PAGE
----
Ah, this weather! It’s the sort of stuff that makes one yearn to
jerk oft' cotton stockings and feel the earth between one’s toes . . .
to shakj out last summer’s rags and conclude that they don’t have to
liave buttons, pockets, or color to be gorgeous. (Please note that we did
NOT comment upon to whence the missing items went!) ... to chuck
the winter bundlings off to homo where they’d never have to be seen
again until next September. But don’t do it! Too poignantlyl do we
recall having succumbed to similar urges last spring . . . and then be
ing forced to trail about the campus for months in the room-mate’s
other skirt and sweater . . . for months, we said!
All in keeping with the spring time, we have six weeks’ grades.
W'ell. But there was definitely one compensation. On the bottom of
her drama quiz. Casserole scrawled as the bell sang out: “Finished in
haste” . . . and Df. Willoughby coyly added: “Repent in leisure!”
Well, she indutably will . . . have you seen the deficiency lists? Oh boys!
Just call us. Deficiency List Joe!
Senior Dinner, despite the shortage of ^lan power, was one of life’s
gayer events. Among the evening’s high spots were: Miss Covington’s
ears holding up a green top hat not even enough for her to spy out
from underneath, Mr. Holder’s boy scouting days taking violent issue
with the questionaire which asked what one item would be most useful
should one be lost in a forest, and the ring and the coin going re
spectively to Ceil Nuchols and Corinne Faw . . . hmmmmmm.
Then there’s the story on Mary Lib Allen that not even
It This Way” can afford to repeat . . . but it’s a good’n!
And from the valle}’’ comes a tragedy that puts tears into our tired
eyes . . . but no one dares deny that the Seniors CAN play hockey!
They are, furthermore, confounded good at it!
Right now we are i>ersonally so steamed up over politics that we
simplj^ cannot sit here longer . . . we have big things in the offing.
Don’t) you think that one of the ace-est ideas of all time is that we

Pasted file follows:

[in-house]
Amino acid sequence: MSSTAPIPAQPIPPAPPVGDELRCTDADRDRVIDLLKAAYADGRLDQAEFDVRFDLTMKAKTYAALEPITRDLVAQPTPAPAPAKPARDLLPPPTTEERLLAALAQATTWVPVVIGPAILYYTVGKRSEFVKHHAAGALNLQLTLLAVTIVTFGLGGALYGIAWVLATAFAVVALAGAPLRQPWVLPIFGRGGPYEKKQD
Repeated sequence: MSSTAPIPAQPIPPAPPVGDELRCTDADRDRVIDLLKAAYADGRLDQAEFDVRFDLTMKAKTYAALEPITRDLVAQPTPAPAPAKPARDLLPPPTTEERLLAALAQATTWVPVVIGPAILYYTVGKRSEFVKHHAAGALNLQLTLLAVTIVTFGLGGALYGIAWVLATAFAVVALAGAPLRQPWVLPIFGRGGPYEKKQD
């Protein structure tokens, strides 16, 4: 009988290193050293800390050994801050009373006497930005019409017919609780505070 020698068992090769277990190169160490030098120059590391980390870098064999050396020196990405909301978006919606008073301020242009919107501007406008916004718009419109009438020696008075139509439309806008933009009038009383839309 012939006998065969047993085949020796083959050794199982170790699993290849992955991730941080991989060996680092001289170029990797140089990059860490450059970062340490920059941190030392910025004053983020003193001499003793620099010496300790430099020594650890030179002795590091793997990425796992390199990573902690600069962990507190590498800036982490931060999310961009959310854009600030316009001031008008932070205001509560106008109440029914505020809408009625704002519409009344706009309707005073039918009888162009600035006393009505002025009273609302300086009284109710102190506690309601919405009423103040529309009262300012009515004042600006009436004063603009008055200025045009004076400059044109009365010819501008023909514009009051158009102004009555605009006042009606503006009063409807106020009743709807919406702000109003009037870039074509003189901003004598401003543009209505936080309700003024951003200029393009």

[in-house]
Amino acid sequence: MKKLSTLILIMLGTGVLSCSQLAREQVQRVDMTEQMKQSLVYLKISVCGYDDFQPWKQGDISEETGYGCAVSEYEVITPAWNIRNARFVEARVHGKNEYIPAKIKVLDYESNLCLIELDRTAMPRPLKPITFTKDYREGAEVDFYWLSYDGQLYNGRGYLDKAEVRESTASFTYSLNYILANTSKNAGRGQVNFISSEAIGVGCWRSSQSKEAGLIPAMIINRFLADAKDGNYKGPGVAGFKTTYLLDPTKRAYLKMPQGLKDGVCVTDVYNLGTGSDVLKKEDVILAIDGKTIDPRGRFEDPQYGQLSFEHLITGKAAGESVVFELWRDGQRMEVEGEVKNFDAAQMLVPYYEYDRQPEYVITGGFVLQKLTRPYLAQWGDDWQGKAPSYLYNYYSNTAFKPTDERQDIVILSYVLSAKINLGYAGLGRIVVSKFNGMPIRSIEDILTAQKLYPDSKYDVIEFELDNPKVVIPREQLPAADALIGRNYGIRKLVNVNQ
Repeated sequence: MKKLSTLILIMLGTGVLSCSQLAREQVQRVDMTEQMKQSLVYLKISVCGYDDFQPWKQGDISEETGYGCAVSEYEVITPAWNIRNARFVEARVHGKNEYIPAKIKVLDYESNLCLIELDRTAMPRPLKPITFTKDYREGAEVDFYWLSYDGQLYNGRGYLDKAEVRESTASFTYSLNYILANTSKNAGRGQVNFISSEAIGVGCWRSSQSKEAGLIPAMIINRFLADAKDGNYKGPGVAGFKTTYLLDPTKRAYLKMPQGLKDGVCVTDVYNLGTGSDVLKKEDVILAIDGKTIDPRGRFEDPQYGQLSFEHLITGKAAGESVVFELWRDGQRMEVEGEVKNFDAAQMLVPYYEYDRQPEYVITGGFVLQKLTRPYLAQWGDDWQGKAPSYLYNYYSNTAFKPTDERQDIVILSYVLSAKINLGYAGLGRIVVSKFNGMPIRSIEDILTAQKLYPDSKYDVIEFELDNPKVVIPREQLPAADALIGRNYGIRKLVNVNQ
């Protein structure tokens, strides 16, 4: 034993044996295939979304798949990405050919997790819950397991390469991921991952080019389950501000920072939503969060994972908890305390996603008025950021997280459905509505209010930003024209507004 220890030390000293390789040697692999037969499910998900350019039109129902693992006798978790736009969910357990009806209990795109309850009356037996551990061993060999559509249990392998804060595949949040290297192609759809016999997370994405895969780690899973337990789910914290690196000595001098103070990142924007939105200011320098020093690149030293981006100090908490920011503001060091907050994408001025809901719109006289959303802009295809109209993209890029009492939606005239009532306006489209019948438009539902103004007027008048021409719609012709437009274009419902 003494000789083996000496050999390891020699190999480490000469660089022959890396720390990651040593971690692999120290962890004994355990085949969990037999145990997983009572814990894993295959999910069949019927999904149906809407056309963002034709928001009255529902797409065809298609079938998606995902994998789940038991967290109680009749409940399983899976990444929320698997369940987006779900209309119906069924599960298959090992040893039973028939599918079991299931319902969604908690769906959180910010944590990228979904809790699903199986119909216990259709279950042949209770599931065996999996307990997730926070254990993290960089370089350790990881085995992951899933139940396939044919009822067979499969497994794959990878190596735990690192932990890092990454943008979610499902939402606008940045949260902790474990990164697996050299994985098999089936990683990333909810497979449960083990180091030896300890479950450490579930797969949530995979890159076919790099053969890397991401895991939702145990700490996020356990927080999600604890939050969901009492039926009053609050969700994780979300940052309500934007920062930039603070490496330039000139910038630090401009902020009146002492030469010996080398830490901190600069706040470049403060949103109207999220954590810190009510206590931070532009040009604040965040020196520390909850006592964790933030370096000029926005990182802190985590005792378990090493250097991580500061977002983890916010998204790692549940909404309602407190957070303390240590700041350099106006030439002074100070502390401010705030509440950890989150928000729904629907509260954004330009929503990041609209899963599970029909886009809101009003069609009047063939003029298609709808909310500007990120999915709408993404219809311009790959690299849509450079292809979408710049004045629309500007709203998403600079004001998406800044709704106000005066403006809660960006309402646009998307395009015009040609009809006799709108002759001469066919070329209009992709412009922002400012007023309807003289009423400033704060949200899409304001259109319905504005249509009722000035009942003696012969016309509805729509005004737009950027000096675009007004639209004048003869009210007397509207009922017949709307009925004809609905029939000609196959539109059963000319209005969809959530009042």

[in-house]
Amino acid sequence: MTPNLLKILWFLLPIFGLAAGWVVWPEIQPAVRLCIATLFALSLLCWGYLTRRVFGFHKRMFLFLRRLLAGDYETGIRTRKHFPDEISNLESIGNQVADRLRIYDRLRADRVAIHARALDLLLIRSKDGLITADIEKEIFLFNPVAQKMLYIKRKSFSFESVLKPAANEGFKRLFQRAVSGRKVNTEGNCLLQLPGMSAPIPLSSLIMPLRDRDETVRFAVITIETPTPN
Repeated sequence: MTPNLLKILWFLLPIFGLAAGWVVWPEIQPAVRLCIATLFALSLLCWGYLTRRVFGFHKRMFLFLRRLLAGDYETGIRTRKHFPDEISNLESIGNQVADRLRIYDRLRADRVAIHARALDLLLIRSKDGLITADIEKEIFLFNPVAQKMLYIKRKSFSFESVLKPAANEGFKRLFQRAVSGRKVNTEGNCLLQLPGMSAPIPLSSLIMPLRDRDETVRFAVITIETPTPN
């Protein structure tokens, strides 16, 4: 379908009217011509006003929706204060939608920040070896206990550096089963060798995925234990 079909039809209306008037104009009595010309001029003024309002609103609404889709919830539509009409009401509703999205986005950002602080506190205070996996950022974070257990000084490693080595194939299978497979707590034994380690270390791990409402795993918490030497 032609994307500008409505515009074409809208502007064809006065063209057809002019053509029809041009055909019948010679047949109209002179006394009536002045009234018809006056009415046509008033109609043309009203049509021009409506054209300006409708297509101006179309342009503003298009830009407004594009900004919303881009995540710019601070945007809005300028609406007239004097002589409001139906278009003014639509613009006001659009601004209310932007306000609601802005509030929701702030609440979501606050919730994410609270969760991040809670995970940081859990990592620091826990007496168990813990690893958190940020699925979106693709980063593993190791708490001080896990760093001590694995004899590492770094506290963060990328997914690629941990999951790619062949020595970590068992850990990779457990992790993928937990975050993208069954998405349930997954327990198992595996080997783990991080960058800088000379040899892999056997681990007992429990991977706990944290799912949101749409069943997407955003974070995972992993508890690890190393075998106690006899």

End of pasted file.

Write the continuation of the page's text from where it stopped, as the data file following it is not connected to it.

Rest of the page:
organize two political parties on the campus: the Liberals and the
Traditionalists? Well, sit tight and we shall evolve some world shat
tering details on said subject in order that we can pass them on to
you next week . . . unless we get caught meanwhile for having made the
mistake of voting three times for Y President. It’s just too bad that
human memory is such a frail substance. ^
Good night, and P. S. . . . What’d we tell you about Dr. Hart? You
didn’t believe us, did you? But there’s one thing we think ought defi
nitely to be brung into the open. If you were at the meeting last night,
you remember being called upon to raise your hand were you a teetotaler.
Well, if you didn’t raise your paws, your name is now filed with the
dean . . . that is one of the things that we distinctly frown upon as not
being quite cricket. We’re surprised at you. Miss Lawrence! On the
brighter side of Dr. Hart’s visit, however, we find ihat statistics show
greater enthusiasm for him than any other campus activity . . . including
Le premier jour de printemps e.'it venu! Tout le monde danse le
college esperait co jour depuis longtemps. Nous tachons depflLs beaucoup
de semaines d’apprendre les le?ons pour les examaines et nous avons
pense que quand le printemps serait venue nous serious trfes contentes.
Mais quand le cjour, le vingt et un mars, est arrivC, nous avons 6te
tres tristes parceque le temps etait mauvais — il avait neige!
^~*^Alors, aprJs une journfie de neige, il a cesse de neiger, et le soleil
a brille de nouveau. Nous avons et6 encore heureuses.
que le printemps est vraiment venu pour rester longtemps!